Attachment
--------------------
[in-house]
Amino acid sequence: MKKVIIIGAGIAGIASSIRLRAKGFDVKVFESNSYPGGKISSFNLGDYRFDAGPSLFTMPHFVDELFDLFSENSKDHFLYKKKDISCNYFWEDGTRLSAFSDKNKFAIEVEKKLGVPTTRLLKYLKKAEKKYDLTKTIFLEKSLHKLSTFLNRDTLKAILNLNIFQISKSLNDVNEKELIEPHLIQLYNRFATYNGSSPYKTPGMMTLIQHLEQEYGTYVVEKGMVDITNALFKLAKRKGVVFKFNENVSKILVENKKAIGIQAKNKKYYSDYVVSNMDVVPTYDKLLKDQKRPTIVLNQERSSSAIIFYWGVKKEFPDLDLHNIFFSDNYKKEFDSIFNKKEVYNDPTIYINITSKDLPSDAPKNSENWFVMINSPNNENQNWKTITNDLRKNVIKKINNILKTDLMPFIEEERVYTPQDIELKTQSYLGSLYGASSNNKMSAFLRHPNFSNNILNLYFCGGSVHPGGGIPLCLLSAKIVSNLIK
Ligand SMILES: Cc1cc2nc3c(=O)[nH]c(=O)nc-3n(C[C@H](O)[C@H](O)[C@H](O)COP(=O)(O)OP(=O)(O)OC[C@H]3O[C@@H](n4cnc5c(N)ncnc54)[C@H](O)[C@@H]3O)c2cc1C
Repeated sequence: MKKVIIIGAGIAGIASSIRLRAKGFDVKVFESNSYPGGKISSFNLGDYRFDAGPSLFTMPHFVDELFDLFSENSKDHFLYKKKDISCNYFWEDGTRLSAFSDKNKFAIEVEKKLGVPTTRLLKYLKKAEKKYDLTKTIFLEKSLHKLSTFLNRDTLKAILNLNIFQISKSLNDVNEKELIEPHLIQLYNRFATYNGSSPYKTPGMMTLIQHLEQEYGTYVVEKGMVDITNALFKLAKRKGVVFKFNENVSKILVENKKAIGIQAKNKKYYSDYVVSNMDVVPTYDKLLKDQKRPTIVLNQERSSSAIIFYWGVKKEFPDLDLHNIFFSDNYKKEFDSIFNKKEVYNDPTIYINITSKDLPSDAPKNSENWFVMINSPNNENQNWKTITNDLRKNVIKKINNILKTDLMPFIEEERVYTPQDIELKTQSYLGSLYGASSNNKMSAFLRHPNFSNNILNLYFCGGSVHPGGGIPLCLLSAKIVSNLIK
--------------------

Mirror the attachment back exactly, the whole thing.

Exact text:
[in-house]
Amino acid sequence: MKKVIIIGAGIAGIASSIRLRAKGFDVKVFESNSYPGGKISSFNLGDYRFDAGPSLFTMPHFVDELFDLFSENSKDHFLYKKKDISCNYFWEDGTRLSAFSDKNKFAIEVEKKLGVPTTRLLKYLKKAEKKYDLTKTIFLEKSLHKLSTFLNRDTLKAILNLNIFQISKSLNDVNEKELIEPHLIQLYNRFATYNGSSPYKTPGMMTLIQHLEQEYGTYVVEKGMVDITNALFKLAKRKGVVFKFNENVSKILVENKKAIGIQAKNKKYYSDYVVSNMDVVPTYDKLLKDQKRPTIVLNQERSSSAIIFYWGVKKEFPDLDLHNIFFSDNYKKEFDSIFNKKEVYNDPTIYINITSKDLPSDAPKNSENWFVMINSPNNENQNWKTITNDLRKNVIKKINNILKTDLMPFIEEERVYTPQDIELKTQSYLGSLYGASSNNKMSAFLRHPNFSNNILNLYFCGGSVHPGGGIPLCLLSAKIVSNLIK
Ligand SMILES: Cc1cc2nc3c(=O)[nH]c(=O)nc-3n(C[C@H](O)[C@H](O)[C@H](O)COP(=O)(O)OP(=O)(O)OC[C@H]3O[C@@H](n4cnc5c(N)ncnc54)[C@H](O)[C@@H]3O)c2cc1C
Repeated sequence: MKKVIIIGAGIAGIASSIRLRAKGFDVKVFESNSYPGGKISSFNLGDYRFDAGPSLFTMPHFVDELFDLFSENSKDHFLYKKKDISCNYFWEDGTRLSAFSDKNKFAIEVEKKLGVPTTRLLKYLKKAEKKYDLTKTIFLEKSLHKLSTFLNRDTLKAILNLNIFQISKSLNDVNEKELIEPHLIQLYNRFATYNGSSPYKTPGMMTLIQHLEQEYGTYVVEKGMVDITNALFKLAKRKGVVFKFNENVSKILVENKKAIGIQAKNKKYYSDYVVSNMDVVPTYDKLLKDQKRPTIVLNQERSSSAIIFYWGVKKEFPDLDLHNIFFSDNYKKEFDSIFNKKEVYNDPTIYINITSKDLPSDAPKNSENWFVMINSPNNENQNWKTITNDLRKNVIKKINNILKTDLMPFIEEERVYTPQDIELKTQSYLGSLYGASSNNKMSAFLRHPNFSNNILNLYFCGGSVHPGGGIPLCLLSAKIVSNLIK